The Threat Of Nuclear Weapons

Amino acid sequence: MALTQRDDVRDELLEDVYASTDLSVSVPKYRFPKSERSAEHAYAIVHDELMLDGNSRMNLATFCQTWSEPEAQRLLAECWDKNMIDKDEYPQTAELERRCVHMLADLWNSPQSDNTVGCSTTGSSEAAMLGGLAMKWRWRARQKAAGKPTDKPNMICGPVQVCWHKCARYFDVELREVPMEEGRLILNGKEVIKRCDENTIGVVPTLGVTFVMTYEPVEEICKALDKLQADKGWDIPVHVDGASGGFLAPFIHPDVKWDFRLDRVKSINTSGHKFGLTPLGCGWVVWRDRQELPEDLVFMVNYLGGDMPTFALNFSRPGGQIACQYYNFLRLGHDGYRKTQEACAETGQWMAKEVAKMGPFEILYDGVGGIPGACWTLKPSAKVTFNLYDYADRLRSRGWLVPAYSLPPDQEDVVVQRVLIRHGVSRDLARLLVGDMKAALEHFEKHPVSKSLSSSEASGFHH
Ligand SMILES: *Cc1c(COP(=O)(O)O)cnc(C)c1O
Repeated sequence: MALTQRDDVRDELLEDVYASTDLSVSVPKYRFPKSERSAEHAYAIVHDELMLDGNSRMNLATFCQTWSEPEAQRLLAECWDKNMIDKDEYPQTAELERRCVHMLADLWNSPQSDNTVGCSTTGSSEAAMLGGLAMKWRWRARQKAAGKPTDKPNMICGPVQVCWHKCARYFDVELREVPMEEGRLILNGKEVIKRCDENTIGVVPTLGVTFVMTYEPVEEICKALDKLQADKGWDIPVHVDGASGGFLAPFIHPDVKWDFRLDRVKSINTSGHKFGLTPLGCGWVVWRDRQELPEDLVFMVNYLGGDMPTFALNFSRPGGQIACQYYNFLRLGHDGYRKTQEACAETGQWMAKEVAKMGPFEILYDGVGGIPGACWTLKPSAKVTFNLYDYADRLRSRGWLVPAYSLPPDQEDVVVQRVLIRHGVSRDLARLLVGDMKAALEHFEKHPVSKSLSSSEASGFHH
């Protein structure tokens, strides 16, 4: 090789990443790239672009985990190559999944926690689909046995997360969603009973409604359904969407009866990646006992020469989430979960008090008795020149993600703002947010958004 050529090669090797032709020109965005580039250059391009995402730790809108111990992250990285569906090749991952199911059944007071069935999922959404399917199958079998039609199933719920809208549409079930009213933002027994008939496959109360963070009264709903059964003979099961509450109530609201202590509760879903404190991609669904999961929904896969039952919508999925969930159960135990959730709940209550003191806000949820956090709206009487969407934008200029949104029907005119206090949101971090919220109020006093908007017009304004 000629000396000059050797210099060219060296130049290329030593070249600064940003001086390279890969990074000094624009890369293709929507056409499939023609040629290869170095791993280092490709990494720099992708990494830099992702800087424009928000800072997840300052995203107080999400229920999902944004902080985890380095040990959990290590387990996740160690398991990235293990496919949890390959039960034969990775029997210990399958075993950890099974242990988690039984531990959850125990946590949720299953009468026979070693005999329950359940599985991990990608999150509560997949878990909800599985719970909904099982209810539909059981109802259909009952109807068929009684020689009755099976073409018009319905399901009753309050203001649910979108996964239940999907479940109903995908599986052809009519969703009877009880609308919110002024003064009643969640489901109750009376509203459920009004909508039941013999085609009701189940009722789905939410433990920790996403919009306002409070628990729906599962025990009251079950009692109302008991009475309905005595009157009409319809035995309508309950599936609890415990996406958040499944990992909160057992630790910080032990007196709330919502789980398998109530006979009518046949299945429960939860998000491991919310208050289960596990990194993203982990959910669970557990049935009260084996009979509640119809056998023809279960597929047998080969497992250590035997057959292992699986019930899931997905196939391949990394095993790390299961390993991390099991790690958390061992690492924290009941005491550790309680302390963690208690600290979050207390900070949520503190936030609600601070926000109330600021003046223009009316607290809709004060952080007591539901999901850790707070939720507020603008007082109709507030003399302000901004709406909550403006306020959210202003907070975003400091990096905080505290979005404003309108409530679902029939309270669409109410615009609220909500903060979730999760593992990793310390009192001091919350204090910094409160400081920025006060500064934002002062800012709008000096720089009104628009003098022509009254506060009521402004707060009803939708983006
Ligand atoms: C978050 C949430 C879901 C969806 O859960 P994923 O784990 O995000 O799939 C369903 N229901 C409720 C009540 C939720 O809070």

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The proliferation of nuclear weapons has had a major impact on how states operate both domestically and internationally. Moreover, the potential consequences to states possessing nuclear weapons (one of the three types of weapons of mass destruction) have caused a contentious divide between those who support the possession of nuclear weapons and those who are vehemently against it. While some states believe that nuclear weapons pose a lethal threat to innocent civilians and undermine international security. Others argue that nuclear weapons are what ensure international security. In particular, the deterrence theory argues that the presence of nuclear weapons deters states from engaging in war with each other for the fear that the opposing state will retaliate with nuclear weapons (Lindamood, 2016). Thus, states would rather settle their differences than suffer the consequences of a nuclear war. In light of the deterrence theory, one can argue that the world would never be global zero or “a world without nuclear weapons” (Lindamood, 2016). States with nuclear weapons will want to maintain their security and relative power by keeping nuclear weapons while states looking to improve their security and relative power will want to obtain nuclear weapons. For the interests of improving security and increasing one’s relative power, states will continue to possess and proliferate nuclear weapons, making global zero impossible. The key argument to the deterrence theory is that the

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